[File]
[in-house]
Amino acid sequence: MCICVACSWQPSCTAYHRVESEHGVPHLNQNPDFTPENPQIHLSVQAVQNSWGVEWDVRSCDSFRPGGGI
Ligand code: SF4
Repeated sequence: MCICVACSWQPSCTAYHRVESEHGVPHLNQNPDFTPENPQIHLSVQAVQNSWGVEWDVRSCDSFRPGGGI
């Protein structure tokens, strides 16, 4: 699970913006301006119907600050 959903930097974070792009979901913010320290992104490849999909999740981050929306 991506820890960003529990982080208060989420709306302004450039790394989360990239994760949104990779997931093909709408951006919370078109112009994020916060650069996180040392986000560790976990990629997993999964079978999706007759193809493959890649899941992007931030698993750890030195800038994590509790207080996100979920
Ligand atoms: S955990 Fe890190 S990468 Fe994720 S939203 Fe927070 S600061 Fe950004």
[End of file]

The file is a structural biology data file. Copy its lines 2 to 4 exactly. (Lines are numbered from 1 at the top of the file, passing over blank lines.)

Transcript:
Amino acid sequence: MCICVACSWQPSCTAYHRVESEHGVPHLNQNPDFTPENPQIHLSVQAVQNSWGVEWDVRSCDSFRPGGGI
Ligand code: SF4
Repeated sequence: MCICVACSWQPSCTAYHRVESEHGVPHLNQNPDFTPENPQIHLSVQAVQNSWGVEWDVRSCDSFRPGGGI